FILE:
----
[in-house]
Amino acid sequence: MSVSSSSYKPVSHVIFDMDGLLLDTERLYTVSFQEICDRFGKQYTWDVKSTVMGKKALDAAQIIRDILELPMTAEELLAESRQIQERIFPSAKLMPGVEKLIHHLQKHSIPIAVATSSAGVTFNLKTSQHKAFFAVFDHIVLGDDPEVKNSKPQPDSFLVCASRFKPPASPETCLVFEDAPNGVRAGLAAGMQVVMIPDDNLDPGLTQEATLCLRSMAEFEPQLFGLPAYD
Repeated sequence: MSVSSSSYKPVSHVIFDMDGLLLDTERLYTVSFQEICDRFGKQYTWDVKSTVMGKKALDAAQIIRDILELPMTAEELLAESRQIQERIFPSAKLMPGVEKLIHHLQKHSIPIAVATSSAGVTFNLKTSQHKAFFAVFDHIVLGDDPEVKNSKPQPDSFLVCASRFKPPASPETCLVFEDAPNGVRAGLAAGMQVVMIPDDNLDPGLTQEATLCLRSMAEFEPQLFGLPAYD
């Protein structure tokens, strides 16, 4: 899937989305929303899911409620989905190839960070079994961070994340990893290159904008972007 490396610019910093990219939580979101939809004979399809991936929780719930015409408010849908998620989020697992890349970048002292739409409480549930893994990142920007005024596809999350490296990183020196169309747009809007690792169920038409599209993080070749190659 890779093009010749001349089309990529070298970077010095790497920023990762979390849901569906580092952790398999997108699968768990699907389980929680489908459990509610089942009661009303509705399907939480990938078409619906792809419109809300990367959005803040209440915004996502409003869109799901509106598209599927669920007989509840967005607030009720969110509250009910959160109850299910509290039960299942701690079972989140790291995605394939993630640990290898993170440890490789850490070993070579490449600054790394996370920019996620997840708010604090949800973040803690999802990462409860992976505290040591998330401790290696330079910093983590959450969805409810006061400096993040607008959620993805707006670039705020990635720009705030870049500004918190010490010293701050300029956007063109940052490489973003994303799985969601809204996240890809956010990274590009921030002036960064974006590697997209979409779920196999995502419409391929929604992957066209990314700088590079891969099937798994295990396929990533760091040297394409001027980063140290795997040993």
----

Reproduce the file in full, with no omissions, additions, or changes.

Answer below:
[in-house]
Amino acid sequence: MSVSSSSYKPVSHVIFDMDGLLLDTERLYTVSFQEICDRFGKQYTWDVKSTVMGKKALDAAQIIRDILELPMTAEELLAESRQIQERIFPSAKLMPGVEKLIHHLQKHSIPIAVATSSAGVTFNLKTSQHKAFFAVFDHIVLGDDPEVKNSKPQPDSFLVCASRFKPPASPETCLVFEDAPNGVRAGLAAGMQVVMIPDDNLDPGLTQEATLCLRSMAEFEPQLFGLPAYD
Repeated sequence: MSVSSSSYKPVSHVIFDMDGLLLDTERLYTVSFQEICDRFGKQYTWDVKSTVMGKKALDAAQIIRDILELPMTAEELLAESRQIQERIFPSAKLMPGVEKLIHHLQKHSIPIAVATSSAGVTFNLKTSQHKAFFAVFDHIVLGDDPEVKNSKPQPDSFLVCASRFKPPASPETCLVFEDAPNGVRAGLAAGMQVVMIPDDNLDPGLTQEATLCLRSMAEFEPQLFGLPAYD
């Protein structure tokens, strides 16, 4: 899937989305929303899911409620989905190839960070079994961070994340990893290159904008972007 490396610019910093990219939580979101939809004979399809991936929780719930015409408010849908998620989020697992890349970048002292739409409480549930893994990142920007005024596809999350490296990183020196169309747009809007690792169920038409599209993080070749190659 890779093009010749001349089309990529070298970077010095790497920023990762979390849901569906580092952790398999997108699968768990699907389980929680489908459990509610089942009661009303509705399907939480990938078409619906792809419109809300990367959005803040209440915004996502409003869109799901509106598209599927669920007989509840967005607030009720969110509250009910959160109850299910509290039960299942701690079972989140790291995605394939993630640990290898993170440890490789850490070993070579490449600054790394996370920019996620997840708010604090949800973040803690999802990462409860992976505290040591998330401790290696330079910093983590959450969805409810006061400096993040607008959620993805707006670039705020990635720009705030870049500004918190010490010293701050300029956007063109940052490489973003994303799985969601809204996240890809956010990274590009921030002036960064974006590697997209979409779920196999995502419409391929929604992957066209990314700088590079891969099937798994295990396929990533760091040297394409001027980063140290795997040993």